Right to participation
The Right to Participation means that you have the ability to understand and take part in the justice system processes for your case.
This includes having a translator or interpreter if you need one, having the option to explain how a crime has affected you and, in some cases, contributing your views on the release of an offender.
Right to understand and be understood
You have the right to understand what is happening and be understood.
Where appropriate, you can be supported by a person of your choice, while the police obtain your statement. Everything should be explained to you in simple language.
Right to interpretation and translation
If you have difficulty understanding or speaking English, you can request an interpreter to help you:
• Understand any questions you are being asked
• Understand any information you are being given
• Give answers and provide information
• Otherwise communicate effectively.
You may also request translation of a document if it is provided to you by law, or if it is essential to your participation in the investigation or proceedings.
Specifying the gender of the interviewing officer
If you are a victim of a sexual offence, domestic abuse, human trafficking or stalking, you have the right to request that the police interviewing officer is of a specific gender.
Police Scotland will comply with your request wherever possible; however, there may be occasions when this will not be possible. If that is the case, the reason why your request is not being met must be explained to you.
For some more serious crimes you have the right to provide a victim statement to the court.
Your victim statement will normally be given to the court if the accused either pleads guilty, or is found guilty of the relevant offence after a trial but before a sentence is passed.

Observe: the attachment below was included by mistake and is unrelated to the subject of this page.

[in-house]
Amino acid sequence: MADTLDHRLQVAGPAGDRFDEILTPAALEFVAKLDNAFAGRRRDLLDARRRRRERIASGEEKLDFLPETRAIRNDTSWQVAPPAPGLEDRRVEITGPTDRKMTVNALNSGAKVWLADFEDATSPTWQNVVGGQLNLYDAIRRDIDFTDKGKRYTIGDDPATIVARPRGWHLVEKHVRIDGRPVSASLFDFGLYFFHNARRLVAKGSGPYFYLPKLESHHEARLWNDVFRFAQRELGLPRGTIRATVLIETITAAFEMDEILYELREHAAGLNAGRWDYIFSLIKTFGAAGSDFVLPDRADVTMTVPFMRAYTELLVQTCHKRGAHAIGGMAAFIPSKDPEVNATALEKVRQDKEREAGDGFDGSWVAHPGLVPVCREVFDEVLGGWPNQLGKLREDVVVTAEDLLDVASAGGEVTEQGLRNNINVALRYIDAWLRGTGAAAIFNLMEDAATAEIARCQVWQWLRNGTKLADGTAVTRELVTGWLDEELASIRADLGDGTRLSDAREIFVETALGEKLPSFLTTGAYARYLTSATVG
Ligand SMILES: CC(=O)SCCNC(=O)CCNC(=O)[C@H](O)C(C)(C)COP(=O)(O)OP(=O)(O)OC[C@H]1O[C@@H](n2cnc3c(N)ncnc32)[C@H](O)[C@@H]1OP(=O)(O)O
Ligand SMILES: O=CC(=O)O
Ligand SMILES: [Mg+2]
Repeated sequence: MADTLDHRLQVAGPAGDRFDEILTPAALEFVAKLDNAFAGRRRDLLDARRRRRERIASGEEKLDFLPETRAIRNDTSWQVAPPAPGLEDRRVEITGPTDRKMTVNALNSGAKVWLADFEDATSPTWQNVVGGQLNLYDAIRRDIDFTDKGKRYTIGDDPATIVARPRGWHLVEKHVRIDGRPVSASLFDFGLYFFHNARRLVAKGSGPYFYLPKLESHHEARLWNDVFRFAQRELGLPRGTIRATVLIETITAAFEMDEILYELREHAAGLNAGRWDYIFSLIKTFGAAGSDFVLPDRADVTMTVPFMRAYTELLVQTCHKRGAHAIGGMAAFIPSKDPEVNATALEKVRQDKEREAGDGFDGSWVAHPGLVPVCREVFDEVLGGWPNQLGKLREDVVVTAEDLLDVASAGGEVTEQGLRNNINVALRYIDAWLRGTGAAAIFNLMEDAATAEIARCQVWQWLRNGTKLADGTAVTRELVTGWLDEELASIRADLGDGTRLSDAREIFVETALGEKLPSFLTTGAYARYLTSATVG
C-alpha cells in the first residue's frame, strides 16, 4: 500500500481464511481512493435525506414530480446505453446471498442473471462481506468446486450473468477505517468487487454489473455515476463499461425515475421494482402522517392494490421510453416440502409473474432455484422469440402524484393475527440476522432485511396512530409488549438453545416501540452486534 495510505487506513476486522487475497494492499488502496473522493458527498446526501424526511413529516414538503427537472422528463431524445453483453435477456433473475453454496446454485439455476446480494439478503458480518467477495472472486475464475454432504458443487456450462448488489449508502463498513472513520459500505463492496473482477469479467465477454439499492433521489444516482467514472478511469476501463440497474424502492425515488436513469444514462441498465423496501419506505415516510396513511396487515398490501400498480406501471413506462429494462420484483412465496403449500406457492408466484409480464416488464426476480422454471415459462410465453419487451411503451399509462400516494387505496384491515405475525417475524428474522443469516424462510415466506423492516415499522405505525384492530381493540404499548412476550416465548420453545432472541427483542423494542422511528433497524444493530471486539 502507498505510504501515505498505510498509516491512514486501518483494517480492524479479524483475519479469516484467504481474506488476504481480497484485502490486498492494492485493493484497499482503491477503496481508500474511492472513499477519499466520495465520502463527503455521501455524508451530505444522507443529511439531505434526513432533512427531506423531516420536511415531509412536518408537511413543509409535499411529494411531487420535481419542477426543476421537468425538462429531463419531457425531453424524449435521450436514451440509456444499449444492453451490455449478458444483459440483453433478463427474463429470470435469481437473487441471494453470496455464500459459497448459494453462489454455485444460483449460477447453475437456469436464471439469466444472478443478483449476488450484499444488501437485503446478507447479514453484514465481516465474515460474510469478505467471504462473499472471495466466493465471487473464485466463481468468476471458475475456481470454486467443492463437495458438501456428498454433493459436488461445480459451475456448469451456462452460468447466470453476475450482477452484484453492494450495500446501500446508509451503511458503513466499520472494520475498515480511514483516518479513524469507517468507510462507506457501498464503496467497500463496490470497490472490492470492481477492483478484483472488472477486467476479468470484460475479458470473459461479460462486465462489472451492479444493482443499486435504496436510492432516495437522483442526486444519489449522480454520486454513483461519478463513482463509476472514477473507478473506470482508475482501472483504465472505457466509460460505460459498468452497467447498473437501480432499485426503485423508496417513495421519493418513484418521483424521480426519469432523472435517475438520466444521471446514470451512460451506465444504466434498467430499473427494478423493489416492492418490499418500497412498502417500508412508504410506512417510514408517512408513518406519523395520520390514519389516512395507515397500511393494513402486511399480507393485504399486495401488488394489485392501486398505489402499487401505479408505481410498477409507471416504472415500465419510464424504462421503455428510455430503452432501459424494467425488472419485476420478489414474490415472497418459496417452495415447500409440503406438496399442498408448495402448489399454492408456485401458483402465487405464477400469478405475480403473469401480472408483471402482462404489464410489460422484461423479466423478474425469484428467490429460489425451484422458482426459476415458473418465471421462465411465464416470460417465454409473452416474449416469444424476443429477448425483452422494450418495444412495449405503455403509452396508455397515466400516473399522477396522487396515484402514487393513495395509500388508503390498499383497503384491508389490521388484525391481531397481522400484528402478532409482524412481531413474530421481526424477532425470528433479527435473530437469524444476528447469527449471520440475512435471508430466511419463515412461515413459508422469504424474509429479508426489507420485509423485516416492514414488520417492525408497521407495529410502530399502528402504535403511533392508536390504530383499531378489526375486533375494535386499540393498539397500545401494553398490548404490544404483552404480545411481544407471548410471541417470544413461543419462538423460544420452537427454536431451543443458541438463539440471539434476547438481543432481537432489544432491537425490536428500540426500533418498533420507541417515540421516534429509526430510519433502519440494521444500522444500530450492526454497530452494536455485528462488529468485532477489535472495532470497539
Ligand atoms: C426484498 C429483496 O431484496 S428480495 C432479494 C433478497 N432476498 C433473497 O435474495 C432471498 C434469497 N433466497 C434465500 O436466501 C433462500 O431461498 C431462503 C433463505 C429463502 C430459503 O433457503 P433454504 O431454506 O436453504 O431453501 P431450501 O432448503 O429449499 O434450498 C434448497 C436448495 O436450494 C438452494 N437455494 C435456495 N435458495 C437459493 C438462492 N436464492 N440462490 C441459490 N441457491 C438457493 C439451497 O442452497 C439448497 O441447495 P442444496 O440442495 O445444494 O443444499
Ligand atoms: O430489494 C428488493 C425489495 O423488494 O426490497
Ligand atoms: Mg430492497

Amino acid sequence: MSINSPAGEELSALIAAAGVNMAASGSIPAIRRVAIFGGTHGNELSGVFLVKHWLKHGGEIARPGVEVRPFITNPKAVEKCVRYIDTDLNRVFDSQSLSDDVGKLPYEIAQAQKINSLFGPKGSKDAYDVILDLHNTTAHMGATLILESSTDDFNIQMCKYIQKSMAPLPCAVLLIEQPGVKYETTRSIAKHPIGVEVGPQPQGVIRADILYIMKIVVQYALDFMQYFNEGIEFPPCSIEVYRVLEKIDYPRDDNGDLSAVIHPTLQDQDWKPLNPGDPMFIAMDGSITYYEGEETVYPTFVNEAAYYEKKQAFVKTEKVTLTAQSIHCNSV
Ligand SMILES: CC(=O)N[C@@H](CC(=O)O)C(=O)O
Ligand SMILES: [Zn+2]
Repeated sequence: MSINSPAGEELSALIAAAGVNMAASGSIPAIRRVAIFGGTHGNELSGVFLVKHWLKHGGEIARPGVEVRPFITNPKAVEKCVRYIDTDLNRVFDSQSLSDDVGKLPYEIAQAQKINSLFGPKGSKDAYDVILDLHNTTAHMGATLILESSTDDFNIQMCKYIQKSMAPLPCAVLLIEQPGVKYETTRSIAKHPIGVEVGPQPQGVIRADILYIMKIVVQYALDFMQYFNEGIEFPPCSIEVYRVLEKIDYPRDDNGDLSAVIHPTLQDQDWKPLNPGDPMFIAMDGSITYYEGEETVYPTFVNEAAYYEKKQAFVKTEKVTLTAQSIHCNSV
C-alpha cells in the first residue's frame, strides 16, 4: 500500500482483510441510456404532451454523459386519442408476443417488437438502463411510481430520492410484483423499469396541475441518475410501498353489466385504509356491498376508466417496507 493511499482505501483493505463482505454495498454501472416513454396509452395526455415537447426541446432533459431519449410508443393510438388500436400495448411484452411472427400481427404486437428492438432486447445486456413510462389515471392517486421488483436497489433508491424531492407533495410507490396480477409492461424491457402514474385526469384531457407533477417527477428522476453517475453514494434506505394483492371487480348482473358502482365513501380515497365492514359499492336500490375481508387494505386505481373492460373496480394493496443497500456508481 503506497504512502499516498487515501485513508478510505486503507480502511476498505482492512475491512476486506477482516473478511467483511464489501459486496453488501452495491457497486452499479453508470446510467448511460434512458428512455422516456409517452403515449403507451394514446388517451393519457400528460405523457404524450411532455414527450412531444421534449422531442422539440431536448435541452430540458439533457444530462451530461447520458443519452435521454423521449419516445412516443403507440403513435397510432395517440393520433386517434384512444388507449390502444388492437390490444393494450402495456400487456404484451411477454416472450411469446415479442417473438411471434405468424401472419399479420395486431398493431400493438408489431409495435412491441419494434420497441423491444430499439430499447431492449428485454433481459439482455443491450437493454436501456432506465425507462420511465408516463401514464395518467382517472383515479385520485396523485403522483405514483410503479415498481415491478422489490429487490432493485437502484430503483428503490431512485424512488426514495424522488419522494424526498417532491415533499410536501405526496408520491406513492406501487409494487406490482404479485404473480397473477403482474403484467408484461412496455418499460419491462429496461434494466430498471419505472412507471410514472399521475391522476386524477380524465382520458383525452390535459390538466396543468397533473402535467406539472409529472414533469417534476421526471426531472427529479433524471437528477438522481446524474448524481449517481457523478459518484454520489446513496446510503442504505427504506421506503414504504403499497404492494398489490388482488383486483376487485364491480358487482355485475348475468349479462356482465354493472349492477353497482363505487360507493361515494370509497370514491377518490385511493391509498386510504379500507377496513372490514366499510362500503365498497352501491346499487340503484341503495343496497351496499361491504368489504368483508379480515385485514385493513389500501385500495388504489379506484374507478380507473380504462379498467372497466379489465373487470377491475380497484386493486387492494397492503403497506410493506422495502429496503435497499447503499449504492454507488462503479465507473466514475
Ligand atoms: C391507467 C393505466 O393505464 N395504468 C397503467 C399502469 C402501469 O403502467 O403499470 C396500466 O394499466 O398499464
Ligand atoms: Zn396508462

A victim statement is a written statement that gives you the chance to tell the court, in your own words, how the crime has affected you physically, emotionally or financially. A victim statement is different from any statement you may have already given separately to the police, Procurator Fiscal or defence agent.
If you are eligible to provide a victim statement you will be contacted by the Crown Office and Procurator Fiscal Service.
Giving views on release decisions – Victim Notification Scheme
Through the Victim Notification Scheme you can provide views to the Scottish Prison Service, the Parole Board for Scotland or Scottish Ministers when the offender is being considered for temporary release, release on licence or on Home Detention Curfew.
You have the right to make oral and written representations to the Parole Board where the convicted person is serving a sentence of life imprisonment and becomes eligible for release on licence.
All other representations through the Victim Notification Scheme to the Parole Board for Scotland, the Scottish Prison Service or Scottish Ministers must be in written form.